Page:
http://www.pls48.net/Web/Pages/Details.aspx?ID=284 (August 20, 2008). See also the feature entitled Istisharat da‘wiyyah: Zawji am al-da‘wah? (Counseling on Da‘wah: My Husband or Da‘wah?), in which the author seeks advice on her dilemma of devoting time to Da‘wah or to her husband.
 http://www.fatawah.com/Fatawah/386.aspx (December 16, 2012). The fatawa that the Islamic Movement has published in the past decade include specific fatawa for women. The website of Al-Majlis Al-Islami li-l-Ifta, which is affiliated with the Northern branch, contains a unique link to fatawa relevant specifically for women in various fields. See for example, the fatwa that was published on the above website concerning the law on marriage ceremonies performed on websites. Also see Inbal Tal, “Appoint Your Own Mufti: Fatwas by the Islamic Movement in Israel – The Female Angle,” Hamizrah Hehadash, 53 (2014), 109-126.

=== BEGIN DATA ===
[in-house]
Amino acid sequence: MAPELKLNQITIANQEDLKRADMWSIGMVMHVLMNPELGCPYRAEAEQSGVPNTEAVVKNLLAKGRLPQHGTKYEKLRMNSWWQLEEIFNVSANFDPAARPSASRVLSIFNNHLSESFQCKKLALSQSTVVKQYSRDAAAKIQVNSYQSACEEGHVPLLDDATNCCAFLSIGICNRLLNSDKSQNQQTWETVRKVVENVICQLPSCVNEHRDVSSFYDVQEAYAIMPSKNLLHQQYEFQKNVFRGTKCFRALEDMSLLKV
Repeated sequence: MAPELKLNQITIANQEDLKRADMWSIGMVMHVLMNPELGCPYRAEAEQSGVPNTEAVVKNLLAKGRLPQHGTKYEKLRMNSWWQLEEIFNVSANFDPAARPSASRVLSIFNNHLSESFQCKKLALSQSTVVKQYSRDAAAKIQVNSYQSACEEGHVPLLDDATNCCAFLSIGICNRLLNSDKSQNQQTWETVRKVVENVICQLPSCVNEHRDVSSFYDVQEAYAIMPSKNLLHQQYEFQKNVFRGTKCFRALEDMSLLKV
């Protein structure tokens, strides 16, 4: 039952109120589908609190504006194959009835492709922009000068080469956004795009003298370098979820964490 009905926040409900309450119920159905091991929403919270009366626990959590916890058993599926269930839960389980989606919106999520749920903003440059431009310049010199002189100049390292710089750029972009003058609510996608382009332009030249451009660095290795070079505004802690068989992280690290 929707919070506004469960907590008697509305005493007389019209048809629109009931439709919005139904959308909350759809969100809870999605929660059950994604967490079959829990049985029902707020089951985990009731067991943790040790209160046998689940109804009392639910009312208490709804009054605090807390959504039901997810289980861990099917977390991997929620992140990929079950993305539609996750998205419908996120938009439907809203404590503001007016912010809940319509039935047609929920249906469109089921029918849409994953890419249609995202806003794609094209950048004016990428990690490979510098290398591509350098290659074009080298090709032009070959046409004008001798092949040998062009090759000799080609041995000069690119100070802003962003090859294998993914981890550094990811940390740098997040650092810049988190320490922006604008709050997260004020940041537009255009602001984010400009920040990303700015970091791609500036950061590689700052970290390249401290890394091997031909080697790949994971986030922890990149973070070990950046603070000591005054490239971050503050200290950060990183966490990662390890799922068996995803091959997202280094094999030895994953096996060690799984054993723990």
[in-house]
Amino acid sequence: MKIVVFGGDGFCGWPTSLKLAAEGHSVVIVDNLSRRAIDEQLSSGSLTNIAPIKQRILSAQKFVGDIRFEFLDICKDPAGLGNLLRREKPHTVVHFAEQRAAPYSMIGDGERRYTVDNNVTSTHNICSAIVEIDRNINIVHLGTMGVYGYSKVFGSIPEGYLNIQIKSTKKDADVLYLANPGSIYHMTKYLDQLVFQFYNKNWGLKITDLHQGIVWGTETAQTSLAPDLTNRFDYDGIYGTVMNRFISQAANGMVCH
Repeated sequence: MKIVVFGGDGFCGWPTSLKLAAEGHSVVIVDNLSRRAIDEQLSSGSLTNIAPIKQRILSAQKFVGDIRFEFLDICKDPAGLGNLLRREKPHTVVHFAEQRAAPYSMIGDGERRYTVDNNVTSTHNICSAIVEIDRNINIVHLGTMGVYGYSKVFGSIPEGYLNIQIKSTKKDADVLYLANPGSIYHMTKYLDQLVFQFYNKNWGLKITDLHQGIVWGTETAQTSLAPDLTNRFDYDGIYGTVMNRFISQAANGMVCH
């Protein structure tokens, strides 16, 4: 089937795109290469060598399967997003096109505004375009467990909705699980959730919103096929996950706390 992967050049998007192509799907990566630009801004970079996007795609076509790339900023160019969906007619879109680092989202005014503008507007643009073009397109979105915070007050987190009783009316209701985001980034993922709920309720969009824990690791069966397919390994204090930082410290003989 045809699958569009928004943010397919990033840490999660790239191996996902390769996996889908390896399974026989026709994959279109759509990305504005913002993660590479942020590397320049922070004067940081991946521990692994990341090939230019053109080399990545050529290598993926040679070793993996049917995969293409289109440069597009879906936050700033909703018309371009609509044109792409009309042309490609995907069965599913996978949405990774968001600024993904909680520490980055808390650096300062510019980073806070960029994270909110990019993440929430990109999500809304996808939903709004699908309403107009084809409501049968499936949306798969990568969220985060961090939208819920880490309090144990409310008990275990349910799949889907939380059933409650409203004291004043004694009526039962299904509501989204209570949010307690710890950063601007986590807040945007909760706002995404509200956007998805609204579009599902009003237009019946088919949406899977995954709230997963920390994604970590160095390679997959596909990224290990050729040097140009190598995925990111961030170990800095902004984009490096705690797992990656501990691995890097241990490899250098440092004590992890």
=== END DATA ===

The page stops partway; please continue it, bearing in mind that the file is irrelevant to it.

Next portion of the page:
http://www.pls48.net/?mod=articles&ID=1204156 (December 20, 2015). http://www.pls48.net/?mod=articles&ID=1205316 (December 18, 2015). See the articles published on the website of the Center for Modern Research, which is affiliated with the Northern branch, entitled Madha ya‘ni ikhraj Al-Haraka Al-Islamiyyah fi-l-dakhil al-Filistini ‘an al-kanun (What is the meaning of the ban on the Islamic Movement in Israel?), http://www.center-cs.net/full.php?ID=1413&title (December 18, 2015).
 The website of the Northern branch remained active several months after the government’s decision (as of May 2016), although the websites of the branch’s newsletter Sawt al-Haqq, Eshraka, and other institutions affiliated with the Northern branch are no longer active.